August is National Drug Drop-Off month and is hoping to raise awareness about the potential for drug abuse from youth who are housebound during the pandemic. (Photo by Olga DeLawrence on Unsplash)

August is National Drug Drop-Off month and is hoping to raise awareness about the potential for drug abuse from youth who are housebound during the pandemic. (Photo by Olga DeLawrence on Unsplash)

National Drug Drop-Off month aims to reduce substance abuse by house-bound youth

Expert says there is misconception prescribed medication is safe to take

August is National Drug Drop-Off month and those involved hope to draw attention to another devastating health concern exacerbated by the pandemic and still prevalent throughout households across the country.

With schools closed, young people are missing their normal routines as extracurricular activities are cancelled and social distancing from friends is being encouraged – all of which may lead to feelings of boredom and isolation for youth.

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According to Drug Free Kids Canada and London Drugs there is worry that youth may consider using substances as a way to cope. Both organizations say it is important for parents and caregivers to be vigilant about secure storage and proper disposal of unused prescription medications to reduce the potential for misuse.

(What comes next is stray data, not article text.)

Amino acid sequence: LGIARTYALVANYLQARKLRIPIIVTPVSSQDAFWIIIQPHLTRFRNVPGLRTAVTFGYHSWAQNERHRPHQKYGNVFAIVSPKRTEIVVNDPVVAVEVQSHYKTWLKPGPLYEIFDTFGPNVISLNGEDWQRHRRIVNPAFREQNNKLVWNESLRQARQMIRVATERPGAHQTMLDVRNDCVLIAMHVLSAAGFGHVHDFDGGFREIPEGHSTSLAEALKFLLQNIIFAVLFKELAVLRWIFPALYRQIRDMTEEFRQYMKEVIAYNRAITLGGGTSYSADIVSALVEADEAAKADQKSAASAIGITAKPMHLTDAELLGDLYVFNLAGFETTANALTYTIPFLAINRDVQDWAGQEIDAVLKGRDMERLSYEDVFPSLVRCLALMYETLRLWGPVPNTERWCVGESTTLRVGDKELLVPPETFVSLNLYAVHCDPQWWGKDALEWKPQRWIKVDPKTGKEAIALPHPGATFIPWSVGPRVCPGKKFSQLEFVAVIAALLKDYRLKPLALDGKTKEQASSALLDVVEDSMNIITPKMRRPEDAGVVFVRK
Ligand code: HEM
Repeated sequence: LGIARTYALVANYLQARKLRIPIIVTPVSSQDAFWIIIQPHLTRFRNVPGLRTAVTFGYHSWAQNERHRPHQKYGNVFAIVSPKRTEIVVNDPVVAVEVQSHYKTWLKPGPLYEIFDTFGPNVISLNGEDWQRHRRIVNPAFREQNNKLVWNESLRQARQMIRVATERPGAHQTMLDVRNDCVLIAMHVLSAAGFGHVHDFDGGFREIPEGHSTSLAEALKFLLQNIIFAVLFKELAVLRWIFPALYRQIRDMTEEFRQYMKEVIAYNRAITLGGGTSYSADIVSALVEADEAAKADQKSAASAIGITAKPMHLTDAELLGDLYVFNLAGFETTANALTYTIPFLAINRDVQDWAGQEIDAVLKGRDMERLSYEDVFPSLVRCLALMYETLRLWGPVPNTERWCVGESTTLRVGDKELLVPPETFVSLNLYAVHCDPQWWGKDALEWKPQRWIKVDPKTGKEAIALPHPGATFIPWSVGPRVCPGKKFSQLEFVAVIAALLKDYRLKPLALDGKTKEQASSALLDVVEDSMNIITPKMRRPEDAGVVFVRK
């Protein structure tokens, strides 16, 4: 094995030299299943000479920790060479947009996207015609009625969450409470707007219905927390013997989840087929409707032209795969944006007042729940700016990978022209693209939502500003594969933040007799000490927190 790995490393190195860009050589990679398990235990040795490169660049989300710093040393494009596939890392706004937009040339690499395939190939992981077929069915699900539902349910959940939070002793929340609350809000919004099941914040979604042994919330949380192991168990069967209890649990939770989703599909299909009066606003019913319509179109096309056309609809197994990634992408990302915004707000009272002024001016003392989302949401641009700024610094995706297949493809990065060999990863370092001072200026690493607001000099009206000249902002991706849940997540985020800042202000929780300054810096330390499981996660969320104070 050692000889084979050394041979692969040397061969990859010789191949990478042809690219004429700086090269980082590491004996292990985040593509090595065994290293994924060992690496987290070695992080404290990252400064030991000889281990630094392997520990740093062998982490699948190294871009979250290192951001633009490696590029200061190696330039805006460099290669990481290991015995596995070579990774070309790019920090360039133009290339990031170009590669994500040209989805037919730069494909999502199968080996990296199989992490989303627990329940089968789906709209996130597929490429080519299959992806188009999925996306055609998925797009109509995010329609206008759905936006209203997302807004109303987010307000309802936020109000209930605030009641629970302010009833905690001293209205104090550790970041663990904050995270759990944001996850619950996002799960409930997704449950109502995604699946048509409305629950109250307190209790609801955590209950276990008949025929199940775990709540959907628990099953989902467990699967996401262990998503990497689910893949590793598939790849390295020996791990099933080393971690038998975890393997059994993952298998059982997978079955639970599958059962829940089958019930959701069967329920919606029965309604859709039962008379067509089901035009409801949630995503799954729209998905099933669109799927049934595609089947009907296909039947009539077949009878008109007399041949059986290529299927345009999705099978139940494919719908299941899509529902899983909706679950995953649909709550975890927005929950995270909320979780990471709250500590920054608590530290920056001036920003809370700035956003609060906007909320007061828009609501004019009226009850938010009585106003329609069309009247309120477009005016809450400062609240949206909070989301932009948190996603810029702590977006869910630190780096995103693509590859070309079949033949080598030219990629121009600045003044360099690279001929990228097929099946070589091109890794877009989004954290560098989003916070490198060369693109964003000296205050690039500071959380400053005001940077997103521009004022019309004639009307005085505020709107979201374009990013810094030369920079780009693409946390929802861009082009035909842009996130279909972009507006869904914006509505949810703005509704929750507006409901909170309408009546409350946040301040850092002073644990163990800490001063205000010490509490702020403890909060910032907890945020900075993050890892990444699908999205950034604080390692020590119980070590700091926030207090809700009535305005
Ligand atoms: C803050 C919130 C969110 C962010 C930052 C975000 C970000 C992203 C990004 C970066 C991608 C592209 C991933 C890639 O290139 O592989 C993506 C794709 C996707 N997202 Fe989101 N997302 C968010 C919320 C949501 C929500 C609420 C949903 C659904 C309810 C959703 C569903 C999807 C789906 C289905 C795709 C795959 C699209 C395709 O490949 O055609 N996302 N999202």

Medications often prescribed for depression, anxiety or as sleep aids such as Xanax or Valium, or stimulants like Adderall and Ritalin are commonly abused by youth. Some of the most prolifically abused medications are those prescribed for pain such as codeine, OxyContin or Hycodan which all can be highly addictive.

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“There is a misperception among some teenagers and young adults that prescribed medications are safe – even when used illicitly – so they may be less fearful about experimenting with them. Especially when they can find them easily at home or in friends’ homes,” said Chris Chiew, general manager of pharmacy, London Drugs.

London Drugs accepts unused or expired medication for safe disposal year-round. The returned medication is safely incinerated, preventing them from ending up in a landfill or sewer system. London Drugs also disposes of sharps returned to the approved sharp containers. In 2019 London Drugs helps dispose of more than 17,000 kilograms of unused medication.


 

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